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Black mental health top priority surrounding anniversary of George Floyd’s death

Credit: Hurdle

The first anniversary of George Floyd’s murder sparked emotional, even visceral responses from many in the Black community.

“The death of George Floyd should have never happened,” said Dr. Harold Neighbors, a renowned mental health researcher at Hurdle.

The police officer who knelt on Floyd’s neck has been convicted of second-degree murder. However, that conviction will not bring Floyd back to life. It is also extremely troubling that several other Black men and women have died similar traumatic deaths since Floyd struggled to tell the world “I can’t breathe” while calling out for his mother with his last breath on a Minneapolis street on May 25, 2020.

On Tuesday, one year after Floyd’s untimely and unsettling death, The Kennedy Satcher Center for Mental Health Equity at Morehouse School of Medicine, The National Alliance on Mental Illness, and Hurdle hosted a virtual symposium to discuss Black mental health.

Before George Floyd’s death, mental health was often a hushed and shunned topic in the Black community. That sentiment is an ongoing struggle after Floyd’s death, mental health advocates said.

Participants in the symposium included Dan Gillison, CEO of the National Alliance of Mental Illness, former U.S. Representative Patrick J. Kennedy, Dr. David Satcher, the 16th Surgeon General of the United States, and mental health researchers Dr. Harold Neighbors and Dr. Norman L. Day-Vines.

Neighbors and Day-Vines shared observations from their co-authored George Floyd Report, which focused on mental health and the subsequent trauma in the Black community.

“The paper was an opportunity to think about the one-year anniversary of George Floyd’s death and mental health,” said Day-Vines, a professor at Johns Hopkins University. “It was a call to action… There’s an effort to hold people accountable for giving back to the African-American community.”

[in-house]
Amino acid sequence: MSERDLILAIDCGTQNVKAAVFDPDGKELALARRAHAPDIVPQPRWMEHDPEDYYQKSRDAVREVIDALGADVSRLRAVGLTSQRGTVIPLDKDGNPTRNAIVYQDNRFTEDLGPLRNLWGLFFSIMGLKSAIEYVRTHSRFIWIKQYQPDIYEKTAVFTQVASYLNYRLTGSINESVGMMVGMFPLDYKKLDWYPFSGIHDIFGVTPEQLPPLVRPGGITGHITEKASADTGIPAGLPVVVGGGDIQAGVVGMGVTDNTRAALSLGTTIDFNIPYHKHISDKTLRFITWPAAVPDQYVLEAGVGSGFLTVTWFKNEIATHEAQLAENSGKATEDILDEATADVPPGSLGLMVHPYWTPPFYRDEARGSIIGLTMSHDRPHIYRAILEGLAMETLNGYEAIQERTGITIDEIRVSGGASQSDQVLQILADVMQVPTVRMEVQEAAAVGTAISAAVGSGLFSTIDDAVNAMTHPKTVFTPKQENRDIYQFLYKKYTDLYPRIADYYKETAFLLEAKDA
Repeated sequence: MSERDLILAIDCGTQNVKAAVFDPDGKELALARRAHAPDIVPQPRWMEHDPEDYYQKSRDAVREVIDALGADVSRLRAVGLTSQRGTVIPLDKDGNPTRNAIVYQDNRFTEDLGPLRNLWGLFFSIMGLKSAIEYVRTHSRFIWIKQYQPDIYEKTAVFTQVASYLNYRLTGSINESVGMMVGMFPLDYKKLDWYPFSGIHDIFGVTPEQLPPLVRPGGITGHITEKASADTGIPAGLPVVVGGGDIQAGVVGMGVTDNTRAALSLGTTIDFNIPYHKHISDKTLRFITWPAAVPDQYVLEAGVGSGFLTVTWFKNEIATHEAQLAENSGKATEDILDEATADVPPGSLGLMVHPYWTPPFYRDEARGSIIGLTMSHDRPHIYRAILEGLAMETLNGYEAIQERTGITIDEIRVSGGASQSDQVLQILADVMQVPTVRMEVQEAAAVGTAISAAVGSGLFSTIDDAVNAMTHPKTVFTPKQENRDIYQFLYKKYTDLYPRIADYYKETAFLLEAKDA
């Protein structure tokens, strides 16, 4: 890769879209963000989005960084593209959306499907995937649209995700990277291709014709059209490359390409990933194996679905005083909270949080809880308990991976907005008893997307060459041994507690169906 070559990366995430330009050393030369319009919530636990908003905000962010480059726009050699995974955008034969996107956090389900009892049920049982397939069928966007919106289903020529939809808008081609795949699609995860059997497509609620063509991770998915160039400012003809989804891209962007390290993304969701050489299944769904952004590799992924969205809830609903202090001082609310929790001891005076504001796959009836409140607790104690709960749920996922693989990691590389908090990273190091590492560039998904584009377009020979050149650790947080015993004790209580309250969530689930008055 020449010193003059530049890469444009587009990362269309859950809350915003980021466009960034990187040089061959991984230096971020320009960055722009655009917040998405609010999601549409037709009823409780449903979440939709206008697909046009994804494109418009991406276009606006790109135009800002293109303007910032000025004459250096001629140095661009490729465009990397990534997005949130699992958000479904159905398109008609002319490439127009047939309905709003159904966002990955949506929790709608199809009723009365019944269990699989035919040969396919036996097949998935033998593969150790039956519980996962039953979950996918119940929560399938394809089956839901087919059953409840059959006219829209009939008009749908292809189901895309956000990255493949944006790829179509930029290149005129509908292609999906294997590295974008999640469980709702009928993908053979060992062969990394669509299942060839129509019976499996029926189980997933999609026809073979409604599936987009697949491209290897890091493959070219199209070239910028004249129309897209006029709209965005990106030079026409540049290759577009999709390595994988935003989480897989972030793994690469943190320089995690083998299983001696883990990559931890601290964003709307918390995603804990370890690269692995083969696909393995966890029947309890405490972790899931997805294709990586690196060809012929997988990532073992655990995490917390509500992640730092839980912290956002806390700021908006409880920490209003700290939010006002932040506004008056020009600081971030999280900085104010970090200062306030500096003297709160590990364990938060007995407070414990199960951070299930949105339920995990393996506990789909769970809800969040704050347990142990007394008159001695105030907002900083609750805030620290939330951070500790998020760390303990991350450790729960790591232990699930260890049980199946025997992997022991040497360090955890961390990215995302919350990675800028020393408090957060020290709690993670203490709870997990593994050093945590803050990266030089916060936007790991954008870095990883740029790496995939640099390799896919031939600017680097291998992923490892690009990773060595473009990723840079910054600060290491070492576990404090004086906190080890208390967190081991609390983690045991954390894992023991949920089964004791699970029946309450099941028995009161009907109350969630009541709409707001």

Day-Vines added historical context, explaining that African-Americans were not previously considered to have the intellectual capacity to benefit from mental health counseling, because they were thought to be “simple, uncomplicated people.

“It wasn’t always a pleasure to write this (George Floyd) paper… because of the situation,” said Neighbors, professor emeritus at the University of Michigan. “If Black lives matter then Black deaths matter as well.”

Like true health equity, mental health equity does not currently exist in the Black community, he added.

“Things like systemic and structural racism can sound a little vague to people,”  Neighbors said. “Racism is based on a flawed, mythological premise.”

After America’s so-called racial reckoning, researchers said there’s a definitive need to say that it is actually a measure of strength to seek mental health counseling and resources. Panelists felt cultural humility is the centerpiece in recognizing that mental healthcare access can heal the nation after George Floyd’s death.

“We had to face this reality,” said Patrick J. Kennedy, the nephew of President John F. Kennedy. “We have a renewed insight into our illness as a nation.”

Kennedy said that although it would be difficult to get rid of racism, it is possible to get rid of discrimination with legislative policy. He added that generational trauma is real and must also be addressed, with sustainable policy change.

“We’re ready to take another major step forward when it comes to mental health care,” said Satcher, who served under President Bill Clinton as the 16th Surgeon General of the United States. “Mental health is really key when trying to understand ourselves.”

You can read Hurdle’s full Black Mental Health report at: